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[ver-tij-uh-nuh s] /vərˈtɪdʒ ə nəs/
whirling; spinning; rotary:
vertiginous currents of air.
affected with vertigo; dizzy.
liable or threatening to cause vertigo:
a vertiginous climb.
apt to change quickly; unstable:
a vertiginous economy.
Origin of vertiginous
1600-10; < Latin vertīginōsus dizzy, equivalent to vertīgin- (stem of vertīgō) vertigo + -ōsus -ous
Related forms
vertiginously, adverb
vertiginousness, noun
unvertiginous, adjective
unvertiginously, adverb
unvertiginousness, noun Unabridged
Based on the Random House Dictionary, © Random House, Inc. 2018.
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Examples from the Web for vertiginous
Contemporary Examples
Historical Examples
  • Would she have prevented him from ever scaling his vertiginous Peak?

    The Golden Bowl Henry James
  • "You raise me to vertiginous heights," said Amaldi in the same tone.

    Shadows of Flames Amelie Rives
  • Amid this vertiginous tempest of tones Debora danced the Dance of Space.

    Visionaries James Huneker
  • The vertiginous noise in the ears has been explained in Section XX.

    Zoonomia, Vol. I Erasmus Darwin
  • With a sudden bound that was meant to take it unaware, he was off, along the crest, at vertiginous speed.

    The Trimming of Goosie James Hopper
  • Then the vertiginous motion of the human top would overpower the force of gravitation.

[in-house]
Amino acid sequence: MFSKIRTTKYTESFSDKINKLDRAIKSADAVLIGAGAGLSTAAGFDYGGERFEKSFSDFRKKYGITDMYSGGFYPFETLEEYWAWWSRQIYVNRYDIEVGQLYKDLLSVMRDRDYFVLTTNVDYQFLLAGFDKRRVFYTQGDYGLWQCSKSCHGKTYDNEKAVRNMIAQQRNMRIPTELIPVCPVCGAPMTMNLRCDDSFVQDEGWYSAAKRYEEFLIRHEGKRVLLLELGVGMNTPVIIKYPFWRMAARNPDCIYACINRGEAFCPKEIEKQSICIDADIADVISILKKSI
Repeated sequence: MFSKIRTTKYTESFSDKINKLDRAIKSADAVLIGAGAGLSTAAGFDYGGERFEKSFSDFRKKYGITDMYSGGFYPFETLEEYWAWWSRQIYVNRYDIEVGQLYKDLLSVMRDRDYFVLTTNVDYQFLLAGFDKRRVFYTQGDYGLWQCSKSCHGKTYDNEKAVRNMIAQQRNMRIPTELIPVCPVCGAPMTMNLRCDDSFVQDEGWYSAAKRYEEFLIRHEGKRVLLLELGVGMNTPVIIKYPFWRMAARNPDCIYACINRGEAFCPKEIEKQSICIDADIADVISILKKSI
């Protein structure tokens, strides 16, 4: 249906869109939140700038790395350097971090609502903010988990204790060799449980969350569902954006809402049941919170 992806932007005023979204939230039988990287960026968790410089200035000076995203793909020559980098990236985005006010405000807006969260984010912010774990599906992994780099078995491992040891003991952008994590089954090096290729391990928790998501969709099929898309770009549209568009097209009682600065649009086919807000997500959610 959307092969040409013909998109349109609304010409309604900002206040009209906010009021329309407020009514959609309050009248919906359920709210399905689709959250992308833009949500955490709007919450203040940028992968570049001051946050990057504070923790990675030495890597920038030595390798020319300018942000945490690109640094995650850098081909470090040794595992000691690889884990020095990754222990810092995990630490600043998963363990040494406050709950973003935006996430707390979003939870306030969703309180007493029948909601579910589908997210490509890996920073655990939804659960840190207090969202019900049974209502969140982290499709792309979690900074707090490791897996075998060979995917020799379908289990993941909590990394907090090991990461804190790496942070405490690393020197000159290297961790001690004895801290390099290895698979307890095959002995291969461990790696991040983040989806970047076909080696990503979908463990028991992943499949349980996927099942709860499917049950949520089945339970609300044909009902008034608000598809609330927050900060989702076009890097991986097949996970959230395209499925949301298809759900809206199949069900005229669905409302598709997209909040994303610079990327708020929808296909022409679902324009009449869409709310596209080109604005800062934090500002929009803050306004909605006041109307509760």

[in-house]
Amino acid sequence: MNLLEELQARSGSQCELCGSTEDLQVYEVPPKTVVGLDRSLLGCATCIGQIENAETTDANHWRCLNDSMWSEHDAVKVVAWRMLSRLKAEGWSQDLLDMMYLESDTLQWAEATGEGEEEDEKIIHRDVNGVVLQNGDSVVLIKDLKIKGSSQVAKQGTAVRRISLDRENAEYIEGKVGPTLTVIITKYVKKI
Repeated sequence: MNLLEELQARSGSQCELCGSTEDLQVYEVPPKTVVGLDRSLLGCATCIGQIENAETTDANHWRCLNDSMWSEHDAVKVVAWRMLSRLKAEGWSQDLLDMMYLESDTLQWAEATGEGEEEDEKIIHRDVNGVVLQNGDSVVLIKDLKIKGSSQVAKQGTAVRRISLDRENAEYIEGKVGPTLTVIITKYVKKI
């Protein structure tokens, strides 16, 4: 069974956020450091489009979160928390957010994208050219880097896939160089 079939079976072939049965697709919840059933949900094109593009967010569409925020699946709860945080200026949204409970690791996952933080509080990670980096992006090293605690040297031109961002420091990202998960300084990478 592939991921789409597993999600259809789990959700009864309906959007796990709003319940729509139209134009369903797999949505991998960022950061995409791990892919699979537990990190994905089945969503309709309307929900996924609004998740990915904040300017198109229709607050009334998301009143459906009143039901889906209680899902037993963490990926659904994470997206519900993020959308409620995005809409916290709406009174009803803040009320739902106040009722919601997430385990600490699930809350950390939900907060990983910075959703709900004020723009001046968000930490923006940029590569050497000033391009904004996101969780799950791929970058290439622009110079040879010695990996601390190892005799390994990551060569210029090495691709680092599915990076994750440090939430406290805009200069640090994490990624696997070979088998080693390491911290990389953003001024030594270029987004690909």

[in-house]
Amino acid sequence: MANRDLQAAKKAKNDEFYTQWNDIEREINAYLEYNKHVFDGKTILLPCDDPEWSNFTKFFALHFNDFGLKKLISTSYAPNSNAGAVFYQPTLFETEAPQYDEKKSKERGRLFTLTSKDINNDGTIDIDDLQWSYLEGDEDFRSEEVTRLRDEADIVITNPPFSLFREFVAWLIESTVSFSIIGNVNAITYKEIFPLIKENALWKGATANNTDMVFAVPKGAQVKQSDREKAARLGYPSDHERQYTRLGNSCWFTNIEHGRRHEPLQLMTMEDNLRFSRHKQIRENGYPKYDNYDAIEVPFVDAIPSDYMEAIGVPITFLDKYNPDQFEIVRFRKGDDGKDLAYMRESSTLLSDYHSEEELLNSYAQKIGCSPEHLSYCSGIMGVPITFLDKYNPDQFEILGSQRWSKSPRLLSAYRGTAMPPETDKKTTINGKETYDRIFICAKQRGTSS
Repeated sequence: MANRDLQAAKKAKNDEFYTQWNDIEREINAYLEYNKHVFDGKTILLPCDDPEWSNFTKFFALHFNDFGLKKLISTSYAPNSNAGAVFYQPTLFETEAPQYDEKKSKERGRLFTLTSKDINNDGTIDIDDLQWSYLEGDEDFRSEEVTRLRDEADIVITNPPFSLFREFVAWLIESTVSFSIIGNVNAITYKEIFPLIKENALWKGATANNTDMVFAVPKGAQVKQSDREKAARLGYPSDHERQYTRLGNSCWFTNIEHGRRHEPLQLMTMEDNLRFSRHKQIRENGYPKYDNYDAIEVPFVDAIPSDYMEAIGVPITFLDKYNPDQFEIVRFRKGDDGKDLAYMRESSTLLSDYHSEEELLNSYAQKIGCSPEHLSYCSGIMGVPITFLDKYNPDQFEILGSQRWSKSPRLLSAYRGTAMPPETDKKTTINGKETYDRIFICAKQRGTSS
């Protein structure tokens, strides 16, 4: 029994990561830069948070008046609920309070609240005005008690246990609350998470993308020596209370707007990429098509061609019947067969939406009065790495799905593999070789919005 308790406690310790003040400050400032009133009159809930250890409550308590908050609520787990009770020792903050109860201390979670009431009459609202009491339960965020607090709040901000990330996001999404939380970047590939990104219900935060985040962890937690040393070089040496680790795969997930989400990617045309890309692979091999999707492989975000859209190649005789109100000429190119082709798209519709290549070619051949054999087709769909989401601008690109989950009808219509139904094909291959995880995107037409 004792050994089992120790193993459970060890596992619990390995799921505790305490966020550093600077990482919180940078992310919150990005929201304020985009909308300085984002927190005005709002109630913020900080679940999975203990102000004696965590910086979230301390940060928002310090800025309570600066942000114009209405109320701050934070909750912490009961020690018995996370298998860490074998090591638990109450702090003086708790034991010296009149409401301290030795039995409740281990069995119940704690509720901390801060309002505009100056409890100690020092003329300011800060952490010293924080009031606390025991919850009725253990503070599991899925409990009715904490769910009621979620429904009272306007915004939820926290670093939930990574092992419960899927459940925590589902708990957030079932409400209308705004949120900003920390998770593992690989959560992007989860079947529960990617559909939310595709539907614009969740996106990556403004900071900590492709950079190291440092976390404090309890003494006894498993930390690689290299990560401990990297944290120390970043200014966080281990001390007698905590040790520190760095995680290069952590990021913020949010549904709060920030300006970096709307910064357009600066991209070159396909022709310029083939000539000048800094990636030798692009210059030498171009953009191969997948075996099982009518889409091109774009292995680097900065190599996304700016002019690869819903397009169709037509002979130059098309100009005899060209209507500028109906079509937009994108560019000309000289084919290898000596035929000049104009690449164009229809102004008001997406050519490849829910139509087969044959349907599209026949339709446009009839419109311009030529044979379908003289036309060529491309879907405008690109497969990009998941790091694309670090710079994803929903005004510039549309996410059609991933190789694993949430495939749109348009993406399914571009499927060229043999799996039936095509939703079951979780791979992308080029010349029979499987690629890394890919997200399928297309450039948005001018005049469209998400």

• But it is very humorous in itself, and the extensions and applications of it are illimitable and vertiginous.

  • And a fellow who isn't afraid of anything; a kind of squirrel, just as he is who climbs to vertiginous heights to shake down nuts.

    Madame Bovary Gustave Flaubert
  • They had reduced themselves to motion in a universe of motions, with an acceleration, in their own case of vertiginous violence.

British Dictionary definitions for vertiginous


of, relating to, or having vertigo
producing dizziness
changeable; unstable
Derived Forms
vertiginously, adverb
vertiginousness, noun
Word Origin
C17: from Latin vertīginōsus, from vertigo
Collins English Dictionary - Complete & Unabridged 2012 Digital Edition
© William Collins Sons & Co. Ltd. 1979, 1986 © HarperCollins
Publishers 1998, 2000, 2003, 2005, 2006, 2007, 2009, 2012
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Word Origin and History for vertiginous

c.1600, "of the nature of vertigo," from French vertigineux, from Latin vertiginosus "suffering from dizziness," from vertigo (see vertigo).

Online Etymology Dictionary, © 2010 Douglas Harper
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vertiginous in Medicine

vertiginous ver·tig·i·nous (vər-tĭj'ə-nəs)

  1. Affected by vertigo; dizzy.

  2. Tending to produce vertigo.

The American Heritage® Stedman's Medical Dictionary
Copyright © 2002, 2001, 1995 by Houghton Mifflin Company. Published by Houghton Mifflin Company.
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